Frequently asked questions:

Is there a statute of limitations on executing my judgment?
Yes. Your state law sets a limit on how long a judgment is enforceable, called a Statute of Limitations. This period is usually from 5 to 20 years starting on the date your judgment was awarded.

Can I recover interest on my unpaid judgment?
Usually, yes. Most judgments include a provision for the payment of interest from the day it was awarded. The actual interest rate and calculation process varies from state to state. With interest, your judgment could be worth significantly more today than the day it was awarded.

Are you an attorney? Can you just tell me what to do and I will do it?
Civil Judgment Enforcement Services is not licensed to practice law in any state and therefore, cannot give you legal advice. Anything said should not be considered legal advice and does not represent your interests. If you feel you need legal advice, you should contact an attorney licensed to practice law in your state. Once you assign the judgment to Civil Judgment Enforcement Services, the company becomes the legal asignee of record, and only then the debtor can legally be pursued.

Why shouldn't I use an attorney to enforce my judgment?
You can, if you are willing to put down a retainer and pay a fee of between $125 and $250 per hour, whether they ever recover anything or not. Judgment enforcement is a very specialized process, and most attorneys are never trained on how to investigate the debtor then locate the assets and sieze them to get their clients paid. Civil Judgment Enforcement Services pays you per our agreement.

How about using a collection service?
A collection service may contact the debtor and irritate him or her! They may even place a black mark on their credit report. But they rarely collect! And with the passage of the FDCPA (Fair Debt Collection Practices Act), the debtor has the right to just tell a third-party debt collector to cease all communications. Civil Judgment Enforcement Services, as the legal assignee of record of a court judgment, can investigate the debtor, locate his/her assets and seize them to enforce the judgment.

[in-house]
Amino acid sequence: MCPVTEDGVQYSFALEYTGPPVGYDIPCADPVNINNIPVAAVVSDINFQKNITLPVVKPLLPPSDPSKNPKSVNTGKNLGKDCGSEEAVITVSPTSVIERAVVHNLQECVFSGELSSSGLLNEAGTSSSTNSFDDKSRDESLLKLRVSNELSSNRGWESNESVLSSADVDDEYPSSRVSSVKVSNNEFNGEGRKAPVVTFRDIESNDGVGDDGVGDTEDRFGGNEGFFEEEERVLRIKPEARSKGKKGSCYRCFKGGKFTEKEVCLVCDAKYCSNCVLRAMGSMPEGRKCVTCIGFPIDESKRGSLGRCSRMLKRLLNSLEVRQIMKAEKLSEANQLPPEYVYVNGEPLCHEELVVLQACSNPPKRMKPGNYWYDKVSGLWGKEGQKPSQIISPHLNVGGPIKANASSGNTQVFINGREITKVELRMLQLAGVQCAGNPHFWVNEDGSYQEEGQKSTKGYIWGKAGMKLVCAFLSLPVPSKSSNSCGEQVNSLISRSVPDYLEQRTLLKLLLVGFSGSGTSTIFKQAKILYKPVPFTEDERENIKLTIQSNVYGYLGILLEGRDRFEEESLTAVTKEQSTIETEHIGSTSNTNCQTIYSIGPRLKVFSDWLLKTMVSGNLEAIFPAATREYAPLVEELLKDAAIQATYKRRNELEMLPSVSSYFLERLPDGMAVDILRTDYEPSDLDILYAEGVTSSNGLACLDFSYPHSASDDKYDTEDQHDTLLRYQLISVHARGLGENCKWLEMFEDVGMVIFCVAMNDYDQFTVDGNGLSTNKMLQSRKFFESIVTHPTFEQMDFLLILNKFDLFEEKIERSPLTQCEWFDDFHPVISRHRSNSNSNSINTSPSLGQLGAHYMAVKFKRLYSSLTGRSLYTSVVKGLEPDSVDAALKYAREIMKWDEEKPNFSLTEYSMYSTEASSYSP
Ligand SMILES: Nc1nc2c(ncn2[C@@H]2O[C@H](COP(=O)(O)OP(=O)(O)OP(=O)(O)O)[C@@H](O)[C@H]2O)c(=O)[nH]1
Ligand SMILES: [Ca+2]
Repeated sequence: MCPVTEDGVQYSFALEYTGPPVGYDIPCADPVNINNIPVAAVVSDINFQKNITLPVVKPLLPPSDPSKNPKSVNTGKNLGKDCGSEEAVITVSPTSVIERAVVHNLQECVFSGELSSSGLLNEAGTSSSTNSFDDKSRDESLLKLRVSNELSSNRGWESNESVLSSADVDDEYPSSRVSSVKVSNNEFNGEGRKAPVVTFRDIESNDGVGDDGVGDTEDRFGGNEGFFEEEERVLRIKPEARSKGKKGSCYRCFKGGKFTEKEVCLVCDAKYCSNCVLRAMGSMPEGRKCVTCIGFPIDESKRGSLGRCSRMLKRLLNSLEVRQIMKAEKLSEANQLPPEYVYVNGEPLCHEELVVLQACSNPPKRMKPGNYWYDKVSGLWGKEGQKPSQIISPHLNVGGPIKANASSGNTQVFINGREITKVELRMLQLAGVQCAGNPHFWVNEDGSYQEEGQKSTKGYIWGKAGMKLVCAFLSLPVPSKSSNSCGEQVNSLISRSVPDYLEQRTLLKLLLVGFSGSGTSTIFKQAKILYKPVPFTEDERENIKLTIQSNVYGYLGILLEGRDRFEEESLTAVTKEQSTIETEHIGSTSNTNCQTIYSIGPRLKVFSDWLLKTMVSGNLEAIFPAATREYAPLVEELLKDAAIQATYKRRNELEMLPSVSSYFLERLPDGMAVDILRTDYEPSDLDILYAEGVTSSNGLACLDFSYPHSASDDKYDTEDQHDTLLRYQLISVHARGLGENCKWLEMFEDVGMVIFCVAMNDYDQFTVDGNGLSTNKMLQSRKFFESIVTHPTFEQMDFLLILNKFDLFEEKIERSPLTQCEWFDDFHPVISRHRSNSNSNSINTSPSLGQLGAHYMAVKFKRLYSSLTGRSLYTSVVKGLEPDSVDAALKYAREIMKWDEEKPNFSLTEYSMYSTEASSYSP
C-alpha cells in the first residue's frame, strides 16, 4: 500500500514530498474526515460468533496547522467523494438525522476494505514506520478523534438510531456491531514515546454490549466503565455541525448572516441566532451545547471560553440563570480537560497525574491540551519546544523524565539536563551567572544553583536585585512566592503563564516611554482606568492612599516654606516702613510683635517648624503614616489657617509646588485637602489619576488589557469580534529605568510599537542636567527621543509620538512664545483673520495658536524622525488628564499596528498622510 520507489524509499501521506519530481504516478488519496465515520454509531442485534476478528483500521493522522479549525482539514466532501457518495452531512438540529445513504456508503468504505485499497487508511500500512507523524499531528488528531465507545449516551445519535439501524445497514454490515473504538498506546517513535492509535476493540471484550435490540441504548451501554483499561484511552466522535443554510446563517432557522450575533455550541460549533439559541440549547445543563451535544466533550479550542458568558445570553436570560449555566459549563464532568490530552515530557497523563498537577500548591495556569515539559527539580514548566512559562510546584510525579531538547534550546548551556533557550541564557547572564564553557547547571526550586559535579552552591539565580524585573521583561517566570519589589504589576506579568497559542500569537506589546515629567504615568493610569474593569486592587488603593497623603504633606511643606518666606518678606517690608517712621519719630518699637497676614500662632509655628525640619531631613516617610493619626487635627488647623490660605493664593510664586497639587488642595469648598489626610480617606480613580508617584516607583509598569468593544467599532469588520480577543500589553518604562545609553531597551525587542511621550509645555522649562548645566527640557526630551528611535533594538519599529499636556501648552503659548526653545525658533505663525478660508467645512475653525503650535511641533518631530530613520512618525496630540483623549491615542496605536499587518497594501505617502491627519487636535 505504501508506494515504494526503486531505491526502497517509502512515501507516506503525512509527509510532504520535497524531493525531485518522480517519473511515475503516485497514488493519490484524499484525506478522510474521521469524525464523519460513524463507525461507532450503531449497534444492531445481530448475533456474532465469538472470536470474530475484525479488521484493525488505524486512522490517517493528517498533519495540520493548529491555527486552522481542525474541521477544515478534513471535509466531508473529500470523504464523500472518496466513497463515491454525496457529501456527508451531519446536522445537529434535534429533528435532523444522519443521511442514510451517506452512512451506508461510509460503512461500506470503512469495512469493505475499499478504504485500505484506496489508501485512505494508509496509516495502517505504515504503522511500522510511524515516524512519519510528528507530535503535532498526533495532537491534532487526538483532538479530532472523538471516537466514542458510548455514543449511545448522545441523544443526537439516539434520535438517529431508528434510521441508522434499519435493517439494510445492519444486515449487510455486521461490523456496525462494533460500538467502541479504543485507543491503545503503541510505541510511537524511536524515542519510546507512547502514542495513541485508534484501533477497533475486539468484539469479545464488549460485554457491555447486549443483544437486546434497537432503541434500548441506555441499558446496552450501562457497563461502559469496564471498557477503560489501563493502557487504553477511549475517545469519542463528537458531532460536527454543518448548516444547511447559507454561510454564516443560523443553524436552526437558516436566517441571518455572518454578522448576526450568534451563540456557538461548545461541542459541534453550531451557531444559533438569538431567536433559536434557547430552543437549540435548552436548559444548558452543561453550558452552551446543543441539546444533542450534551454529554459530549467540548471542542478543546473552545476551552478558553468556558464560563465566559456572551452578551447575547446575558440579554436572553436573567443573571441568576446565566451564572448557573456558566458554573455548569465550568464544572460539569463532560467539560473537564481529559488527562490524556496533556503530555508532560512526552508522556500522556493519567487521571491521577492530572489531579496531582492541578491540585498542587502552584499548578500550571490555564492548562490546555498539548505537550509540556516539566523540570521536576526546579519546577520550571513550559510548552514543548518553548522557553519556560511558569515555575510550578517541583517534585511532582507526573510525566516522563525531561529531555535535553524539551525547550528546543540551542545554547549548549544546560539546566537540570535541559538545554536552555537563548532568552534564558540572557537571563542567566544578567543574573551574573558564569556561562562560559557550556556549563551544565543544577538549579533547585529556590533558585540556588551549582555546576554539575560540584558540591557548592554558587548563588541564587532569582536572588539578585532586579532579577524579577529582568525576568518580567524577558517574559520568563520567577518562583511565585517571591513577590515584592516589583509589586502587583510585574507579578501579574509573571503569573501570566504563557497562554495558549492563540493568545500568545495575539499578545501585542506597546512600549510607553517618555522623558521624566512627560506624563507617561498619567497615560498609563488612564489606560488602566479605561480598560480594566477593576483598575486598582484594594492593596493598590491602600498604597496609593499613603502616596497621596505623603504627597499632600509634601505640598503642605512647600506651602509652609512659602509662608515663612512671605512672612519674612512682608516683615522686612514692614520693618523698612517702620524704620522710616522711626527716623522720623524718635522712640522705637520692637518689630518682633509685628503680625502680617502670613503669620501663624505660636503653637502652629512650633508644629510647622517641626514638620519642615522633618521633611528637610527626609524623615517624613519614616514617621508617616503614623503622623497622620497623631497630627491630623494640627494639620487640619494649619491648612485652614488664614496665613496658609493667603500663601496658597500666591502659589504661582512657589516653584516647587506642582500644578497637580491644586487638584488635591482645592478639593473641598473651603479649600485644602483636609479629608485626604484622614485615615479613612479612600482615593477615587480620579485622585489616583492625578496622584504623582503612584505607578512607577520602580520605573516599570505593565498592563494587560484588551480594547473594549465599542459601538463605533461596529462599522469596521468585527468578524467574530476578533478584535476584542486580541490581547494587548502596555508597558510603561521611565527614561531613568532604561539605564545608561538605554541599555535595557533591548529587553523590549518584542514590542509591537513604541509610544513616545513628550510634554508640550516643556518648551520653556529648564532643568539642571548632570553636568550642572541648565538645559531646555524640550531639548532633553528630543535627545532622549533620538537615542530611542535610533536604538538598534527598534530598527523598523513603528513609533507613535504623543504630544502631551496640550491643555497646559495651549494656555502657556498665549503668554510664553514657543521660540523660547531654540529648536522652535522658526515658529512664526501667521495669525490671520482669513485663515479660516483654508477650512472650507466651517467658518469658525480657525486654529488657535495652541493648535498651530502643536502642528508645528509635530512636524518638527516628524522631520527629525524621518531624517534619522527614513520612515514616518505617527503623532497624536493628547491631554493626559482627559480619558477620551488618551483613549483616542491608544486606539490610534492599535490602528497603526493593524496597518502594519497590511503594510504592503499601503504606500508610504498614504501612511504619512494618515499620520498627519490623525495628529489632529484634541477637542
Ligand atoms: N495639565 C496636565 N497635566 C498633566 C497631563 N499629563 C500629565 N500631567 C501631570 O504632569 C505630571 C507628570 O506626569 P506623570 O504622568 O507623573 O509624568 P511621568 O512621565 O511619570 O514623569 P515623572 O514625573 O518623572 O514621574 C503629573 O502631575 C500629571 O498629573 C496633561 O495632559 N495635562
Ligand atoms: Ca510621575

Is there any guarantee that you will be successful?
No. Sometimes there are simply no assets to seize. But you can be sure that I will do my best, because if unable to enforce your judgment - no one gets paid! This gives a serious incentive to succeed.

Must I pay any of the expenses incurred in enforcing my judgment?
No. In fact, I purchase the judgment from you, usually on a future pay basis. At the time that I purchase your judgment, I've neither had the opportunity nor the legal right to investigate the judgment debtor. I can only do that after filing an 'Assignment of Judgment' with the courts. I then investigate the judgment debtor, and in accordance with the laws of your state, proceed with enforcement efforts. Only after our investigation can I actually determine the value of the judgment. In most cases, the expenses incurred in enforcing the judgment are either added to the judgment and recovered from the judgment debtor, or they are deducted from the amount actually recovered. Either way, you have no upfront expense.

How long before I will actually see results?
It all depends on the difficulty in locating the judgment debtor and in uncovering his assets. Some debtors are pretty adept at hiding their assets. They appear to live without any 'normal' means of support. Civil Judgment Enforcement Services is motivated to get results in the first few weeks, but it could take months in a difficult case.

I have a judgment awarded in one state against a debtor who resides in another state. Can you help?
In most cases, yes. Especially if the judgment debtor answered your complaint or made an appearance at your hearing. If the judgment debtor didn't appear, the judgment is called a default judgment, which is considered a weaker judgment. Each of us has the right to confront our accusers and to defend against any legal claims. So, if the debtor is able to show the court that he was not properly served, or served in the wrong capacity, he/she can file a motion asking the court to set aside the judgment. Overcoming this hurdle can be one of the most difficult in any enforcement effort. especially when done across state lines.

How does all this work?
First, Civil Judgment Enforcement Services will complete an agreement detailing the specifics of the purchase of your judgment. If acceptable, you will then assign the judgment making the company the assignee of record. Once the assignment documents have been filed with the court, the process of enforcement begins. Civil Judgment Enforcement Services will then make payment to you based on the funds recovered from the judgment debtor, per a written agreement.

I'm sold! What is my next step?
Just complete the short online application found here. You will be contacted by telephone and sent the necessary documents for you to sign. After filing your signed documents with the Court, enforcement of the judgment will begin immediately.

And now, a question for you: how will you spend your judgment award?

Isn't it time justice was served?

Phone: 713-456-9784


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